The two Acts were championed as centrepieces of the government’s efforts to enact laws that enhance transparency and accountability.
And like all other bills, those two pieces of legislation must get the governor’s approval to become law. Premier Fahie highlighted Governor Rankin’s perceived inaction in granting assent while speaking on his governing party’s Let’s Talk radio show Tuesday evening.
But Governor Rankin foreshadowed a delay in assent weeks earlier when he told the ongoing Commission of Inquiry (COI) in an invited statement, that the pieces of legislation were of questionable necessity.
Governor Rankin further said that, in their current form, “both these pieces of legislation would undermine or cut across the powers of the Auditor General, the Complaints Commissioner and indeed the Director of Public Prosecutions (DPP).”
Notwithstanding, the Premier reiterated that his government remains pleased with its accomplishments in passing legislation and helping the BVI. He said this sense of pride also extends his government’s decision to take millions from the Social Security Board to fund its COVID-19 economic stimulus initiative.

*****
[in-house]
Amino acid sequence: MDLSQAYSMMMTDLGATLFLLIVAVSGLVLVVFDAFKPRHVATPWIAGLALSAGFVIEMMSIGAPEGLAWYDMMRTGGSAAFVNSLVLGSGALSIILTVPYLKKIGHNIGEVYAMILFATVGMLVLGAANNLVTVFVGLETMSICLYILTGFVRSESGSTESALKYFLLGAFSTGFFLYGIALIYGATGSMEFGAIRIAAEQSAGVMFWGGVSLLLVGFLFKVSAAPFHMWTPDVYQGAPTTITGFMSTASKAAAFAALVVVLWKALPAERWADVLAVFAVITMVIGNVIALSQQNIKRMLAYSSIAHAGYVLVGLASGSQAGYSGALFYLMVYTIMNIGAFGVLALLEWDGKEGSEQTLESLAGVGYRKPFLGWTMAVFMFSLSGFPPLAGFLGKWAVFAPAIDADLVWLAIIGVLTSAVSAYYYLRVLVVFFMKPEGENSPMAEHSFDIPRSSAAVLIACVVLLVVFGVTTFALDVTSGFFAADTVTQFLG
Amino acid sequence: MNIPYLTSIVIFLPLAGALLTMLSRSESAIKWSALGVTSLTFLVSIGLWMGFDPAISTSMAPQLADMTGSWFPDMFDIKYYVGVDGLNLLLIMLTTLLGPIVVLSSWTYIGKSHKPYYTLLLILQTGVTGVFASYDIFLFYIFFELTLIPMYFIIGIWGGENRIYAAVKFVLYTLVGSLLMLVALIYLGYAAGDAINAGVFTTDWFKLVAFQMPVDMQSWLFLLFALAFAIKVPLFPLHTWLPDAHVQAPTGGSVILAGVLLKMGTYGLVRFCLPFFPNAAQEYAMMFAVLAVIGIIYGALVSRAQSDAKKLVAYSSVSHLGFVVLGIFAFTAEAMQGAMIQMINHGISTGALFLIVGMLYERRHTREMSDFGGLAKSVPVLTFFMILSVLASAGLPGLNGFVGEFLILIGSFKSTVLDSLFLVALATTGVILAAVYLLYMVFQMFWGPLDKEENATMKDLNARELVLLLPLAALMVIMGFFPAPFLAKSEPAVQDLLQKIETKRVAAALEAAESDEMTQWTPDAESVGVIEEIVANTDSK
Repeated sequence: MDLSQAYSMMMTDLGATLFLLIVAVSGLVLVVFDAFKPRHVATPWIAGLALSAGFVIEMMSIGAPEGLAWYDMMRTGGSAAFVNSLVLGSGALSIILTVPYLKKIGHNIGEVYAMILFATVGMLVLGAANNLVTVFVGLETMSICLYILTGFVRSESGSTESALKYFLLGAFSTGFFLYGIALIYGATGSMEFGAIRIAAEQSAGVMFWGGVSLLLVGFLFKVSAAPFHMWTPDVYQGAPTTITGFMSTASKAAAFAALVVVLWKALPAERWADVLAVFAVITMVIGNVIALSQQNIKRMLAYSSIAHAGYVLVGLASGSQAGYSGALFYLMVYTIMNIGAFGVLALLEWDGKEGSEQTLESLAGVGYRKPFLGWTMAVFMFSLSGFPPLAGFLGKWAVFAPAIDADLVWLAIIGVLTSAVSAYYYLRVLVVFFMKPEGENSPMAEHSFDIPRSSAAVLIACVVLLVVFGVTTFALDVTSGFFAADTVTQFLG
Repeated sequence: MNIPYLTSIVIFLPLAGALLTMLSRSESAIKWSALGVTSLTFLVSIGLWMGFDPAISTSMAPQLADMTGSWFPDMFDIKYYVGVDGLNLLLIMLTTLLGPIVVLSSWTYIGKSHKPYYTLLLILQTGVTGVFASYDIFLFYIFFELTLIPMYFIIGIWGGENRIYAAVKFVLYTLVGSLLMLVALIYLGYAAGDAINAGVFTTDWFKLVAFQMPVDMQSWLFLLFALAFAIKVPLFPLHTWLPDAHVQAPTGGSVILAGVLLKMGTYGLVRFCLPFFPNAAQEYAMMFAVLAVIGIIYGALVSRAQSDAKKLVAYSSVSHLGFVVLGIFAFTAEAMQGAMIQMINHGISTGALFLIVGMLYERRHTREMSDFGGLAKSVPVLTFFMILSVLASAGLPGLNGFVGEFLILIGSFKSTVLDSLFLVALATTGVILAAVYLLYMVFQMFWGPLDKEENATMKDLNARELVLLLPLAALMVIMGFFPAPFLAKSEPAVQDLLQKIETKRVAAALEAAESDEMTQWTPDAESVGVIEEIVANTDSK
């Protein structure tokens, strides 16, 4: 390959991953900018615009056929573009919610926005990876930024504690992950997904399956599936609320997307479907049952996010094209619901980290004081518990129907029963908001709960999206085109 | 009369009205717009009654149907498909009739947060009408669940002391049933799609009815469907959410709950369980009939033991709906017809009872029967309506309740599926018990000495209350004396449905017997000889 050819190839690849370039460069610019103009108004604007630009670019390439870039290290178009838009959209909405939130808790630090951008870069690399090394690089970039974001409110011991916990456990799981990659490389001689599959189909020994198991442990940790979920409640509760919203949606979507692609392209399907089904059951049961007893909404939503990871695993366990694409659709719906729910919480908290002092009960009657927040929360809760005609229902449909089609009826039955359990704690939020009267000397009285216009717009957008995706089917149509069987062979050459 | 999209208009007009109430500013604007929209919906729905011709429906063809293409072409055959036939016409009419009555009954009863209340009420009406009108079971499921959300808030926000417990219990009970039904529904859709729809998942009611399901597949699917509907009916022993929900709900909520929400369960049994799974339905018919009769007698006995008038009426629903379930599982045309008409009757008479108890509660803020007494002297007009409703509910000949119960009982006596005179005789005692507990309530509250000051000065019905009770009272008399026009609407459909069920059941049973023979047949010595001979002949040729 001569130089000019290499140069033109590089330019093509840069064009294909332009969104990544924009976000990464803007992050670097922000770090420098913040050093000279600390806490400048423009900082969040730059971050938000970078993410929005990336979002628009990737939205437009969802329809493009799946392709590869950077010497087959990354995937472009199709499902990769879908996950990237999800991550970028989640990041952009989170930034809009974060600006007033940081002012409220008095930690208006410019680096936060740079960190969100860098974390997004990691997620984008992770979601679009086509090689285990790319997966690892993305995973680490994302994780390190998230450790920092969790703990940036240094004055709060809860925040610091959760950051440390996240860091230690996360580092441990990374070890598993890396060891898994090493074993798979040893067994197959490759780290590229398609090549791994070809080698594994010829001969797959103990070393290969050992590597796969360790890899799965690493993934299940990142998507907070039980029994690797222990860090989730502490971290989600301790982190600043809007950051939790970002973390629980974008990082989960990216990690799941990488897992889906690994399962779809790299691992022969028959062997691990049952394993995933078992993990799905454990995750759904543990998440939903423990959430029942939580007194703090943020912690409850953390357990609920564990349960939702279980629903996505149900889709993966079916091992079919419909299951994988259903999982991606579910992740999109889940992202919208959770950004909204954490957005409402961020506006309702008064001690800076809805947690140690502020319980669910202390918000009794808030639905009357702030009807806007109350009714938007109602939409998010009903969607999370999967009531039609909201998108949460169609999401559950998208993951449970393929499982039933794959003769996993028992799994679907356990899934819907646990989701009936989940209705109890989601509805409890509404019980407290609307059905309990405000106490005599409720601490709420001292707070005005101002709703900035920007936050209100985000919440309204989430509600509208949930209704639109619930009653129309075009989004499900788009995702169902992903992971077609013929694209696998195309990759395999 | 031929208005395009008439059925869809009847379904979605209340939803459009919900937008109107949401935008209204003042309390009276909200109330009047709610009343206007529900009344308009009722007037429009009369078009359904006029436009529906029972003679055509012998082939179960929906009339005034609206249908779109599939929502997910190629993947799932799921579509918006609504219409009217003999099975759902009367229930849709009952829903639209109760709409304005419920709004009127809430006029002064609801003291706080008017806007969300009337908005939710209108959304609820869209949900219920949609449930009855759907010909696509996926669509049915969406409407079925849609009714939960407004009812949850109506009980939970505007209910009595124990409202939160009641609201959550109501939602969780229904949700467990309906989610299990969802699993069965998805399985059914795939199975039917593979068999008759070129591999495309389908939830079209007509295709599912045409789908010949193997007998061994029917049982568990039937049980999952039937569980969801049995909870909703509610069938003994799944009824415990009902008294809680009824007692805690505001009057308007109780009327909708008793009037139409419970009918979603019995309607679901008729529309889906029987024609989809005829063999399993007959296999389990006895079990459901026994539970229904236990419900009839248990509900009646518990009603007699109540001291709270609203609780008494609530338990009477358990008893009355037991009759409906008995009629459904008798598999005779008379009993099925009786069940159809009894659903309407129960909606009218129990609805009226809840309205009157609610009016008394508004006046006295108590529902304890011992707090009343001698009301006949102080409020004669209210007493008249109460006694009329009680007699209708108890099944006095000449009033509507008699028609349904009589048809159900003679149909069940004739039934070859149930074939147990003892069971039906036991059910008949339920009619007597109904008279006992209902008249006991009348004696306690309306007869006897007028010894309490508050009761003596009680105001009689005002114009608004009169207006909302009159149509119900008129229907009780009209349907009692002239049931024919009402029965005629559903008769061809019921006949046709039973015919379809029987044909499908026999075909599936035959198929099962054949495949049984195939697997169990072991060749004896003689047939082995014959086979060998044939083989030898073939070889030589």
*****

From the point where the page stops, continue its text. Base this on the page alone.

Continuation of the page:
“We are proud that we were able to help the people of the Virgin Islands even with the $40 million that we can account for,” the Premier stated.
Fahie explained that his government was able to help private schools, taxi operators, traffic wardens, farmers, fisherfolk and a host of others with those monies.
He further said stimulus recipients were given letters with instructions to account for how the monies were spent. And according to the Premier, the accounting period has since started for the persons who received these funds from the government.